Rider Magazine, February 2018

Rider magazine February 2018 coverI just wanted to say “thank you” for continuing to put out a magazine that still looks like it is being published by motorcyclists, for motorcyclists. I’m not going to mention the one that has changed its format to the point that it looks more like something that I would find in the pocket of the seat in front of me during a flight, or sitting on a table in an overpriced coffee house. Maybe I’m just not hip and my 40-plus years of motorcycling places me in the dinosaur category, but to me bikes are still machines. Sometimes clean, sometimes dirty, some are fast and others slow (I’m big into vintage/antique…like myself), and all are made to be ridden. The people in my riding circles are not all trendy Millennials but riders and wrenchers of a variety of ages, and my bike magazines are well-thumbed (personally, I read them from cover to cover), have a few greasy finger prints on them, and can be found lying around on my work bench or the table in my shop that sits between my wood stove and the TV/refrigerator area. To me, that’s the way it should be.

Rodger Duncan, Faith, North Carolina


Just finished reading “The Pleasure of Enforced Slowness” (Riding Around, February 2018) and had to respond. In the 1990s it became obvious to me that sport bikes of the day were pushing the limits of human abilities in performance. Today I enjoy racing around on my ‘02 Sportster, my ‘07 Bonneville or even my ‘96 BMW R850R, and pushing those bikes to their limits. Playing street Rossi on those bikes is fun and within my capabilities. But when I mount up on my Hypermotard or my R6 it’s a totally different story. I completely understand what Drake is talking about when he feels his VFR scoffing at his riding abilities. But when some cell phone dazed clown in a Lexus pulled out right in front of me the other day, I recognized the real value of the “new bikes.” I laid on the brakes on my R6 and braced for the inevitable impact that was nanoseconds away from happening. When I opened my eyes, the Yamaha was stopped in the middle of the road and the Lexus was driving off. My modern sport bike had come to a complete stop in an impossibly short distance, avoiding an accident that would have been certain on any of my more “classic” bikes. Ever since that moment, I have felt much more comfortable riding the Yamaha than any of my old school mounts.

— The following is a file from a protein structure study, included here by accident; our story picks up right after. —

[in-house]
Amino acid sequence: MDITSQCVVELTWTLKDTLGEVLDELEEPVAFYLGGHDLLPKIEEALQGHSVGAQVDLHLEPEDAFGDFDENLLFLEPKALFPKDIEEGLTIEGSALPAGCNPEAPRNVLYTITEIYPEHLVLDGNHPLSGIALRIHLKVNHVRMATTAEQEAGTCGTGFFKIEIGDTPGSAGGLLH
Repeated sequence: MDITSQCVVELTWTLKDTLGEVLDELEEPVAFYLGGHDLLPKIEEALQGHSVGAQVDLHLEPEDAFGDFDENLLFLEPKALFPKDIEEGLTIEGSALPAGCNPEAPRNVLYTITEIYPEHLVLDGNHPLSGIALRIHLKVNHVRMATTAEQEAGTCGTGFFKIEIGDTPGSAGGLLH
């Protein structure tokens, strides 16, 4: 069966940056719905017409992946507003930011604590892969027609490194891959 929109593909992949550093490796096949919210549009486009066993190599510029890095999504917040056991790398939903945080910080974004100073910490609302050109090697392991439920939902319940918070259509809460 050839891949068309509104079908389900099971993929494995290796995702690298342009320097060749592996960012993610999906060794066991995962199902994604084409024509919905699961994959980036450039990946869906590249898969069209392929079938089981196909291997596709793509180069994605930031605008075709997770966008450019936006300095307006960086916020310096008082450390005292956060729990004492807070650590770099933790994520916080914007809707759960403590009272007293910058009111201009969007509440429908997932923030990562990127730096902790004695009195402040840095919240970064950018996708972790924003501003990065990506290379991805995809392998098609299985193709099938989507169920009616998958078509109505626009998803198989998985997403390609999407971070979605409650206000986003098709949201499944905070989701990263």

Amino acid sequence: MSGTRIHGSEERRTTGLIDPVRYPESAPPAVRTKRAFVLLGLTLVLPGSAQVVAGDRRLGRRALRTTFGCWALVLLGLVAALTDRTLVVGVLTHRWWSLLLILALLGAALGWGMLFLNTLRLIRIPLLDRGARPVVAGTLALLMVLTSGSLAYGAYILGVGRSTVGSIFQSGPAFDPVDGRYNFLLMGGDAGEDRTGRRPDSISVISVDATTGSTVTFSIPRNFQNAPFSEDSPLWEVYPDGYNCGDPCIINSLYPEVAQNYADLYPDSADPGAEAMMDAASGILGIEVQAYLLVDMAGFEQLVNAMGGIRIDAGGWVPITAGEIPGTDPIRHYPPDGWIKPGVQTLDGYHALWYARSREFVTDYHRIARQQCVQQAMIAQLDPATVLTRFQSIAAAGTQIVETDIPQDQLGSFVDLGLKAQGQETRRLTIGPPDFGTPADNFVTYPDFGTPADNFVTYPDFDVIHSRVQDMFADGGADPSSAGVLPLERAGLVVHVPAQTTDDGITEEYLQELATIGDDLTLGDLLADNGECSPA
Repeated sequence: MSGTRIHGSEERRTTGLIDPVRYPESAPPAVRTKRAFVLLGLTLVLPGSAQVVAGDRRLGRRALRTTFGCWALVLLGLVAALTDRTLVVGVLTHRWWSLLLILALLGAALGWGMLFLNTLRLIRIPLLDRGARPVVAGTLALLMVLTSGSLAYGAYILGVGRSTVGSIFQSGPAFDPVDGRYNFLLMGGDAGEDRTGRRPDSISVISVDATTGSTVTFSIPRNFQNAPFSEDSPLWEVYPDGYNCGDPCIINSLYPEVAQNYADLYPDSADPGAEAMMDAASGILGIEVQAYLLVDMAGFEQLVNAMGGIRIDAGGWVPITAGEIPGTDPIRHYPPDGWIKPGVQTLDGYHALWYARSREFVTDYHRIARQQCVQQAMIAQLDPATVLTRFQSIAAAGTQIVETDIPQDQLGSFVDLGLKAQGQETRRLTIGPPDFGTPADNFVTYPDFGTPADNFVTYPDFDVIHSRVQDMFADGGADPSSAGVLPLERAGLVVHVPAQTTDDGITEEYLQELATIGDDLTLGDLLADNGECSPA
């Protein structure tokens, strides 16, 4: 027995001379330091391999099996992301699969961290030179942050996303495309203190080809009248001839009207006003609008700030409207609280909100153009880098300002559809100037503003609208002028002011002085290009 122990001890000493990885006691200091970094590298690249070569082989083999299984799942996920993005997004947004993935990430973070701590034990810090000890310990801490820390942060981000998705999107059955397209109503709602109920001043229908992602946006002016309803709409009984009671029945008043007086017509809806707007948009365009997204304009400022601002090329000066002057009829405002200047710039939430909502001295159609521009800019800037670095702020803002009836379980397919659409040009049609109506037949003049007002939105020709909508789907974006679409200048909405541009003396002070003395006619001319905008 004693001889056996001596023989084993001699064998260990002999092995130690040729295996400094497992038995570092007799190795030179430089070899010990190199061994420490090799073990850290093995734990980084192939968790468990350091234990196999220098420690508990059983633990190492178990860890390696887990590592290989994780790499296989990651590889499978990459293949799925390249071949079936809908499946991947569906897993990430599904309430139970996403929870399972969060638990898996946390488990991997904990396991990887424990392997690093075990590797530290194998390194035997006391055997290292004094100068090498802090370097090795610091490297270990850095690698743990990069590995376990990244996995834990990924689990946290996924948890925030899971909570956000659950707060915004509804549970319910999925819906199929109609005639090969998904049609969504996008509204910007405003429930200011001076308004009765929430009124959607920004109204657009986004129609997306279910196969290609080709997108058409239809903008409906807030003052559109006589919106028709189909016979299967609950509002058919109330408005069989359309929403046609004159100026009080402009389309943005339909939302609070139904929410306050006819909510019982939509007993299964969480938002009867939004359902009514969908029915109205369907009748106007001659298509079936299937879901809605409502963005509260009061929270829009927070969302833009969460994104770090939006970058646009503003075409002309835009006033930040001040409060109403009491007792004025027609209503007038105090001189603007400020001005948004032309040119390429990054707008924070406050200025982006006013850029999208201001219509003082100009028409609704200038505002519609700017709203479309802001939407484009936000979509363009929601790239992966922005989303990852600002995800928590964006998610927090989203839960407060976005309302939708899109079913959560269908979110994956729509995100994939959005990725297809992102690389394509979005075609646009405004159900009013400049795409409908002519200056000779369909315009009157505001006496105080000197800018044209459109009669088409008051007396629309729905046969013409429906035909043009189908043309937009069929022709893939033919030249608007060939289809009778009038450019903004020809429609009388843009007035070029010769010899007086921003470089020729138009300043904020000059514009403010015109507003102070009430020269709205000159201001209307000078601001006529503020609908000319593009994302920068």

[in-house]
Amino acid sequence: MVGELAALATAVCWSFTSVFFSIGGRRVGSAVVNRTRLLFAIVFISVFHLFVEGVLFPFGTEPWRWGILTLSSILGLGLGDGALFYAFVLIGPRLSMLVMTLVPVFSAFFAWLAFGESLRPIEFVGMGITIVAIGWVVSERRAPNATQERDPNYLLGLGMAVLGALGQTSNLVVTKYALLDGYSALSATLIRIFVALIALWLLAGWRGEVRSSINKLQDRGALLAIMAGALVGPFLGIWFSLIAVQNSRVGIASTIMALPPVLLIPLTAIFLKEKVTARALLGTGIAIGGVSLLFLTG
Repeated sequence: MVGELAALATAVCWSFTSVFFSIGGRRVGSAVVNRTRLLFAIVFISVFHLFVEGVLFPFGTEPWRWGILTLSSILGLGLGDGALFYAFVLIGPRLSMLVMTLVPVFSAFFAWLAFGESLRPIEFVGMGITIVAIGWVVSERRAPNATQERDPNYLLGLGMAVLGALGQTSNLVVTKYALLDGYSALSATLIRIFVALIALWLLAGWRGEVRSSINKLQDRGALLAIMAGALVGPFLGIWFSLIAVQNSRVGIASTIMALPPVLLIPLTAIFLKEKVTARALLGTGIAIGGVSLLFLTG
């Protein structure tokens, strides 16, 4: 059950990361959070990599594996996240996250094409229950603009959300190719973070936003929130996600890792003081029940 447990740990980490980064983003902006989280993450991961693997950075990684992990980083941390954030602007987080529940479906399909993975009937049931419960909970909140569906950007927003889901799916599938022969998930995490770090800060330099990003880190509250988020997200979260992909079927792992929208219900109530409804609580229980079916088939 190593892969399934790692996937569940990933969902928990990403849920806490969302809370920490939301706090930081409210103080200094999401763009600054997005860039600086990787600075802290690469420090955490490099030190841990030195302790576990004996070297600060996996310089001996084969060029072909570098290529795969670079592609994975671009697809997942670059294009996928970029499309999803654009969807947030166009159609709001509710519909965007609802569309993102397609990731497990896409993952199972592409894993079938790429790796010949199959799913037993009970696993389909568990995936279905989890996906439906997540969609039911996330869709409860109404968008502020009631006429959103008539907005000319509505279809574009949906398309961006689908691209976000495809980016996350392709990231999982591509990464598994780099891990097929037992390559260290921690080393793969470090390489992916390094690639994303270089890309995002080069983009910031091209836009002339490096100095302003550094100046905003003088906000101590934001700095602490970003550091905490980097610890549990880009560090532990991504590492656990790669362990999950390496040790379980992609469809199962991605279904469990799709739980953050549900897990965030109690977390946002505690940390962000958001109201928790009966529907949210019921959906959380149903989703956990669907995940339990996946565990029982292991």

Rick Averill, Margate, Florida


I registered my first motorcycle 28 years ago, and after reading Geoff’s pleasant take on the pleasure of slowness, I wholeheartedly agree. After a half-dozen speeding tickets (all in my first two years of riding), Massachusetts state troopers have cured my silliness. Now I never listen to the laughter of my machine anymore. I do listen to my wife, who said if get another ticket the bike goes. ‘Nuff said. Thanks for a great mag!

Ken Jones, via email


“The Pleasure of Enforced Slowness” was one of the best articles I’ve ever read. That’s me in a nutshell. I too have an older Triumph (1972 TR6) and am perfectly happy keeping it under 60 mph, knowing from experience what parts might exit the vehicle at any higher rpm! I’ve had squirrel cage air filters unscrew themselves on the highway, mirrors loosening up to the point of uselessness and the worst, a center stand dropping off the frame at 55 mph! A local farmer was none too enthused when I removed the flannel shirt off of his cornfield scarecrow to wrap up the greasy stand and bungee it to the pillion portion of my seat. My throttle subsequently became almost too slippery to use due to the filth on my hands—we were too absentminded to wear gloves in the summertime back then!

P.S. Eric “talking back” to his GPS lady in Riding Around was a gut-buster also…I’m still holding my aching stomach!

Joe Acampora, via email


I just noticed an error in the “Small Bikes Rule!” story (December 2017). When looking at the TW200 specs on page 40, it says that it’s liquid cooled. Also, on page 45 it says the VanVan 200 is liquid cooled! I am not worried about it except that I really trust you guys for technical info on various bikes and when I saw this double glitch I just had to let you know.

Kevin Rollman, Gulf Breeze, Florida

Thanks for being a longtime reader Kevin. We take great pride in the accuracy of Rider magazine, but also greatly appreciate that at least one sharp-eyed reader will have our backs when we slip up. –EIC


“Recalculating” (Riding Well, February 2018) is just another example of why, had Eric Trow been a MLB player, pitchers would have always been intentionally walking him. It’s another home run for motorcycle safety at its best. I had the pleasure of meeting Eric at the AIMExpo in Orlando some years back, while I was in conversation with Kevin Rhea, founder of Olympia MotoSports. The three of us enjoyed a collusion of the minds, and Eric’s grip on “stayin’ safe” was as firm as his hearty handshake. As the lead motorcycle instructor at Road America, I am involved almost daily in mentoring new riders. I have my anecdotal commentary, my pithy advice and my slogans of safety. However, I pale in comparison to the useful information dispensed monthly in Riderby this unassuming asset. My Rider subscription is considered an essential source of product information and riding education. Well done, Eric and team.